15 anti-social behaviour incidents a day in East Lothian, figures show
More than 15 anti-social behaviour incidents a day are reported to police in East Lothian, a councillor has claimed. The number of reported incidents in the county rose for the second year in a row, with 4,247 complaints recorded by police between April 1 and December 31 last year, police figures show. Councillor Lachlan Bruce (Con) highlighted the figures this week as he called for more to be done to tackle the problem he described as “a blight on society”. It comes after East Lothian previously reported the highest rise in the crime – which can range from noise to vandalism and littering – in Scotland during the same period in 2016, when it went up by a staggering 19 per cent.
Herald View: Victims need a better criminal justice system
The Scottish justice system is not what it was, but it is not yet what it should be. There have been improvements to the way the system handles cases of rape and sexual crime, notably the 2009 Sexual Offences Act and the creation of the National Sexual Crimes Unit. But the conviction rate for rape and attempted rape is at its lowest for 10 years, and the experience of some victims is troubling. If the aim is a system that always works quickly, sensitively and fairly – and it should be – then Scottish justice is still falling short.
Report into police call handling welcomed amid criticism of SNP’s ‘botched centralisation’
An independent report detailing improvements to police phone call handling has been welcomed by Justice Secretary Michael Matheson amid renewed calls for a fatal accident inquiry into the tragedy that prompted the review. The report, published by Her Majesty’s Inspectorate of Constabulary, follows an independent review of call handling systems directed by Mr Matheson in 2015 in the wake of the M9 tragedy, in which police failed to act timeously on a call that there had been a serious car crash. The review resulted in 30 recommendations, all of which have been discharged.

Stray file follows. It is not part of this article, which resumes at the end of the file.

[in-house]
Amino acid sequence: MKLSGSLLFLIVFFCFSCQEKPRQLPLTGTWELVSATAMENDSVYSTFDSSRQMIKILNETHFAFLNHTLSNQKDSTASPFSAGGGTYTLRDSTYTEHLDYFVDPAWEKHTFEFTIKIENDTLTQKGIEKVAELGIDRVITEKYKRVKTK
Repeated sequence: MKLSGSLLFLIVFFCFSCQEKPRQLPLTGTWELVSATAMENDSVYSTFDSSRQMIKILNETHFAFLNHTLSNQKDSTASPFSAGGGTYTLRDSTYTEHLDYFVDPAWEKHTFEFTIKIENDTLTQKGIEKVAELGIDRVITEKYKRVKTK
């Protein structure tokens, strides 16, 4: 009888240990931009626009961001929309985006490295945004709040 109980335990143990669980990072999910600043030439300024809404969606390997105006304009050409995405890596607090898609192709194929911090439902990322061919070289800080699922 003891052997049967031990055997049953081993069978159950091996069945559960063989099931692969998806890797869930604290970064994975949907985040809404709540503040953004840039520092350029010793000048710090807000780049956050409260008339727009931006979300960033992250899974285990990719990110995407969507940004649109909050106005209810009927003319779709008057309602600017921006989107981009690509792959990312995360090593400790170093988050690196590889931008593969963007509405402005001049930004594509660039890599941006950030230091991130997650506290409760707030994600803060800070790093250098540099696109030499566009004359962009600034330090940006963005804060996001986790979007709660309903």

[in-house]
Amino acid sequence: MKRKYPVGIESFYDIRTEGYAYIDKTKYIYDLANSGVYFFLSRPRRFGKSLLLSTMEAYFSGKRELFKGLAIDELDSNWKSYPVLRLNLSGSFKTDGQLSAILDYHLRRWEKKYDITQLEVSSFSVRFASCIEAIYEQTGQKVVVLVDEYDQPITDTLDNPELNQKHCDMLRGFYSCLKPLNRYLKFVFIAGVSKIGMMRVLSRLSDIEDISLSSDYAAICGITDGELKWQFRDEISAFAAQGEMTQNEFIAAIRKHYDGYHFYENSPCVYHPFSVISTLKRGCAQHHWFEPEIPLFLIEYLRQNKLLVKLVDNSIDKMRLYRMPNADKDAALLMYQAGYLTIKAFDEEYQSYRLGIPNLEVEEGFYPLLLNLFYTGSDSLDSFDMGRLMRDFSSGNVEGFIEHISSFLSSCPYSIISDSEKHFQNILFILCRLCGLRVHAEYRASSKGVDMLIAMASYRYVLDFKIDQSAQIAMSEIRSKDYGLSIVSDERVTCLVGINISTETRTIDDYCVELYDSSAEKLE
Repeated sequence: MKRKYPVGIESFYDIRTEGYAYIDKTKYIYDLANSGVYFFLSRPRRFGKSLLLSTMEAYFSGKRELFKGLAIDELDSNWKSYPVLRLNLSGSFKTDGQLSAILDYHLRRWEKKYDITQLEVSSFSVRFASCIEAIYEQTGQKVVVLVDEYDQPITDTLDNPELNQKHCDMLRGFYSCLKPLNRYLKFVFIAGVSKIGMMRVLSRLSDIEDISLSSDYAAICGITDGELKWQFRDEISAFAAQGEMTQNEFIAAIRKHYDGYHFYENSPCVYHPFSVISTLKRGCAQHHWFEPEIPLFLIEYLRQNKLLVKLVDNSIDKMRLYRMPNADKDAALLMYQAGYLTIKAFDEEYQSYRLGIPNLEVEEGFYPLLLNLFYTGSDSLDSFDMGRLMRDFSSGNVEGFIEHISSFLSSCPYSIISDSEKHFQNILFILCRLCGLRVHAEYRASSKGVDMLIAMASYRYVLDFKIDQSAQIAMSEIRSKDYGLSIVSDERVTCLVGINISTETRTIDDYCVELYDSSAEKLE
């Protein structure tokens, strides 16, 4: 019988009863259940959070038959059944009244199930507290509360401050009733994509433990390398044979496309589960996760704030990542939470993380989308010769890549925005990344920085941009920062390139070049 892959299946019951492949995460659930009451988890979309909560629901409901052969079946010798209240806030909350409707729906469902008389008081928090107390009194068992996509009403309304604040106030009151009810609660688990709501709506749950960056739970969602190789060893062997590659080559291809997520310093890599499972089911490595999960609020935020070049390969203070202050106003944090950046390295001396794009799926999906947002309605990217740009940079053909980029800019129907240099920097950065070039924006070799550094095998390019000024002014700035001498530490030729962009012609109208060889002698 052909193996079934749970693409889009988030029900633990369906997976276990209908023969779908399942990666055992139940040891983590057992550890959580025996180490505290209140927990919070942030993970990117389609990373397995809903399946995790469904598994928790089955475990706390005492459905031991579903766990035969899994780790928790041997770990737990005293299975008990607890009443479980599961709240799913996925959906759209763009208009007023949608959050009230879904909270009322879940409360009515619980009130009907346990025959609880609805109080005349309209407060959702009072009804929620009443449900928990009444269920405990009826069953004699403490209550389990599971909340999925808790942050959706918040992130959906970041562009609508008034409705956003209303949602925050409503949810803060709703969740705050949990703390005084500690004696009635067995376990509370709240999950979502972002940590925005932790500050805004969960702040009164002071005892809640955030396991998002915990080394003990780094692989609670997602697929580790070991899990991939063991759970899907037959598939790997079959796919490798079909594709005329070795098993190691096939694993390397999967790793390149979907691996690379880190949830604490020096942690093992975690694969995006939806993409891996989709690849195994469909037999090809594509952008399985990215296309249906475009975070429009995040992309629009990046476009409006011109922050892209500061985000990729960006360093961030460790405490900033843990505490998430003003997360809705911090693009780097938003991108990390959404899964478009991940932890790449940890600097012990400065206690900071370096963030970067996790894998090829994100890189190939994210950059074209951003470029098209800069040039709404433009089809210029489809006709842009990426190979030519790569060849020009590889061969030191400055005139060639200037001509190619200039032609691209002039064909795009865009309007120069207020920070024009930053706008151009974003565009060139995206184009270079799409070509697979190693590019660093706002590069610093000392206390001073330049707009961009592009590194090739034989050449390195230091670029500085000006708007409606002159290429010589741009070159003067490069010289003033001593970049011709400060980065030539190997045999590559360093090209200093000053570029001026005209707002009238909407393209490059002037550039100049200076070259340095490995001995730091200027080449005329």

Rape victims should not have to give evidence in court, charity claims
Victims of rape and sexual violence should be cross-examined on video, to spare them the trauma of giving evidence in court, according to a charity. The call came as the Scottish Government launched research into the experiences of survivors of rape and sexual assault at the hands of the justice system – in a bid to improve Scotland‘s poor conviction rates. Earlier this month Scotland’s most senior judge Lord Carloway told the BBC rape victims should not have to appear in court, and could give filmed statements within 24 hours of an alleged attack.
Rape victim set to push justice secretary for law change
A woman whose alleged rapist escaped prosecution is set to meet the justice secretary as she campaigns to have the centuries-old legal principle of corroboration scrapped. Emma Bryson, 45, waived her right to anonymity earlier this year to speak about the abuse she suffered in the 1980s, beginning when she was just ten years old. She will today meet Michael Matheson as part of her efforts to have the Scottish Government re-examine the issue of corroboration, the legal principle which requires two independent pieces of evidence for a case to come to court.
Top cop given £870k for being victimised … by his woman boss
A senior policeman has won a secret £870,000 payout after claiming sexism by his female boss at Scotland Yard. Chief Inspector Adrian Denby, 49, was removed from his post running the riot squad amid a politically influenced campaign to challenge its macho culture.
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